Monday, 16 August 2010

Holies Hanging, Streatley

Another natural history group outing took me just up the Thames at Streatley. This steep western edge of the Goring Gap is a National Trust nature reserve. A busy afternoon was spent mainly chasing butterflies, which were present in large numbers. For a report on all that the group found please look here. For other walks that include this area please see Goring and Streatley; Holies in Late Summer and Hartslock to Holies.

The Wild Carrot (Daucus carota) has an interesting flower, the seed head folds itself inwards after the flowers have finished.

wild carrot

A relatively widespread plant, the Bird's foot trefoil (Lotus corniculatus), looked particularly attractive.

birds foot trefoil

But it was butterflies that took centre stage. There were lots of Common Blue butterfly and also Chalkhill Blue (Polyommatus coridon), appropriately on this chalk hill.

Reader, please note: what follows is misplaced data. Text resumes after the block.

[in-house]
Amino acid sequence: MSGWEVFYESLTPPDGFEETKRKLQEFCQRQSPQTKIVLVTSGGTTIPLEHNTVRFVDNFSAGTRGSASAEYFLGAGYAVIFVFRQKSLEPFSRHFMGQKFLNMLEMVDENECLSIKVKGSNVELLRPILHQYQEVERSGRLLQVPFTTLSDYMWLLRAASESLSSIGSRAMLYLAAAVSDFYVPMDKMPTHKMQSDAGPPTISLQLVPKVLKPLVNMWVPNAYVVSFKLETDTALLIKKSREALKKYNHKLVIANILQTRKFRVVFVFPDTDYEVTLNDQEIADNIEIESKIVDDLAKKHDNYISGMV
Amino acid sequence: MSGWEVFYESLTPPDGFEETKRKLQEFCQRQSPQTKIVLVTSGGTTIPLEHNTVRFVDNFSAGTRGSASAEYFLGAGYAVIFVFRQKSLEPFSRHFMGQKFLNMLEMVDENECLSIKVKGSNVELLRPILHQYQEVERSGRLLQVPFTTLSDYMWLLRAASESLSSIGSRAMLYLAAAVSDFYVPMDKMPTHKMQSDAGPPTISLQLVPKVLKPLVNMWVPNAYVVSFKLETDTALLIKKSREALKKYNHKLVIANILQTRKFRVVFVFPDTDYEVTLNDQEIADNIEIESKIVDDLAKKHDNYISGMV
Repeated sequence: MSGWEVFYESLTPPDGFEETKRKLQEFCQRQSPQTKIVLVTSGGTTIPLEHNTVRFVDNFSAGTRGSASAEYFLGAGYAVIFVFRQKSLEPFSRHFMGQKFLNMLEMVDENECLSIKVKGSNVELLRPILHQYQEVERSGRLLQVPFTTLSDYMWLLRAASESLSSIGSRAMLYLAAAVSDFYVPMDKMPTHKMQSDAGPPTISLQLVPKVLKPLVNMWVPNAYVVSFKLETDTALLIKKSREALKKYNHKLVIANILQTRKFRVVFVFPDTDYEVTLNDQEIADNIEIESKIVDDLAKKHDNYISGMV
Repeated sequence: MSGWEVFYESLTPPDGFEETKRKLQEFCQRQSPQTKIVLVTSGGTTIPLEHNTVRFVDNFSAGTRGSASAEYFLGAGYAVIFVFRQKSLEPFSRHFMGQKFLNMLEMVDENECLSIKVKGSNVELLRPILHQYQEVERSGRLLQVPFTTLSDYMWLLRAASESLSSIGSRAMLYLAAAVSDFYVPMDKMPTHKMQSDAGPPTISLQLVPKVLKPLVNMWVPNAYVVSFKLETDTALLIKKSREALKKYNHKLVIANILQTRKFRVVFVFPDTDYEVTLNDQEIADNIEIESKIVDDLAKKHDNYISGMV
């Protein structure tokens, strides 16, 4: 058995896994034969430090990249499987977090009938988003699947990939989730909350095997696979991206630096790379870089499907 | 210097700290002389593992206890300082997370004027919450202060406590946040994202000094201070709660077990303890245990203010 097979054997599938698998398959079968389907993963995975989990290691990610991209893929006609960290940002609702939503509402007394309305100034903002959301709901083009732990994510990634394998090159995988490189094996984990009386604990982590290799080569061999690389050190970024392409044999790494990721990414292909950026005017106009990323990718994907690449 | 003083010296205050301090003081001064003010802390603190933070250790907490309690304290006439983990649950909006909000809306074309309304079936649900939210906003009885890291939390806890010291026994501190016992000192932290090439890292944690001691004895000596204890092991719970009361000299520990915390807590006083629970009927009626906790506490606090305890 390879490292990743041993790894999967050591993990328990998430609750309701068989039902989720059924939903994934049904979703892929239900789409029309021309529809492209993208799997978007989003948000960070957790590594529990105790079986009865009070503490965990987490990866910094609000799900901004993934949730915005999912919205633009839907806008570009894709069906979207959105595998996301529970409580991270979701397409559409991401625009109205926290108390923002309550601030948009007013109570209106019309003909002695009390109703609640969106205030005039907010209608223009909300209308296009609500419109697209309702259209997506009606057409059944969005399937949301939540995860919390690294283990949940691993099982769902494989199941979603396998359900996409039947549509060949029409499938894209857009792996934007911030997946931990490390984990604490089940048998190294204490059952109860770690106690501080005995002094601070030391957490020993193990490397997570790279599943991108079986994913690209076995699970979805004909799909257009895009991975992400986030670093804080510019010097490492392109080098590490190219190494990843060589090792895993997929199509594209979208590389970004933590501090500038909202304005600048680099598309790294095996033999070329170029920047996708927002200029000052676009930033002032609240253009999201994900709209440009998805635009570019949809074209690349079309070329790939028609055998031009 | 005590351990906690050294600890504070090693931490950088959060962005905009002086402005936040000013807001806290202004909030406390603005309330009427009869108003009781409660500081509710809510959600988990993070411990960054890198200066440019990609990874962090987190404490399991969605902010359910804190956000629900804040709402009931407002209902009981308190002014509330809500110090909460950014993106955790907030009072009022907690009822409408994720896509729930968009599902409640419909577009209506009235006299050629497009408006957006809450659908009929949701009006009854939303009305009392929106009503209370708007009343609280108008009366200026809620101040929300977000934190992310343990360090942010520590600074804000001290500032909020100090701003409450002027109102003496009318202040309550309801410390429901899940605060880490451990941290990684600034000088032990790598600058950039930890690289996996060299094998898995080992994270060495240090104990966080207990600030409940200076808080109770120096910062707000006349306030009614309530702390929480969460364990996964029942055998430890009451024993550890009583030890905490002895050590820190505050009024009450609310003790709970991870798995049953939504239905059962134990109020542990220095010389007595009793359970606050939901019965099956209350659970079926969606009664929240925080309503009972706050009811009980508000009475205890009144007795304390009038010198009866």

Chalkhill blue

Here is the same individual with its wings closed.

Chalkhill blue

Grasshoppers were abundant. I think this is the Common Field Grasshopper.

common field grasshopper

Just about out in flower were Carline Thistles (Carlina vulgaris), which will be present for months to come in their dried form. The flower does not look much like a thistle.

carline thistle

The steep chalk slopes give a good view south east over the Thames.

Holies hanging,streatley

These clustered bellflowers (Campanula globerata) were attractive too.

wild carrot

A less abundant butterfly that looks very similar to a female common blue is the Brown Argus (Aricia agestis) butterfly.

Brown argus

This strange red fuzz is Robin's pincushion gall (Diplolepis rosae). The gall is caused by a wasp which induces the plant to produce the distorted 'hip', it grows on roses, in this case it is probably a Dog Rose (Rosa canina).

robins nest

The prize for prettiest flower of the day goes to a group of Pale Toadflaxes (Linarea repens) with delicate veining. It does look more purple than usual and could possibly be Purple Toadflax or a hybrid?

purple toadflax

There were hosts of common blue butterflies (Polyommatus icarus).

common blue

The female common blue butterfly can be just as pretty in its own way as the male. There were some Adonis blues but unfortunately I do not have a good enough picture to share .

female common blue

Finally, another blue flower to end on, the evocatively named Devil's bit Scabious (Succisa pratensis).

wild carrot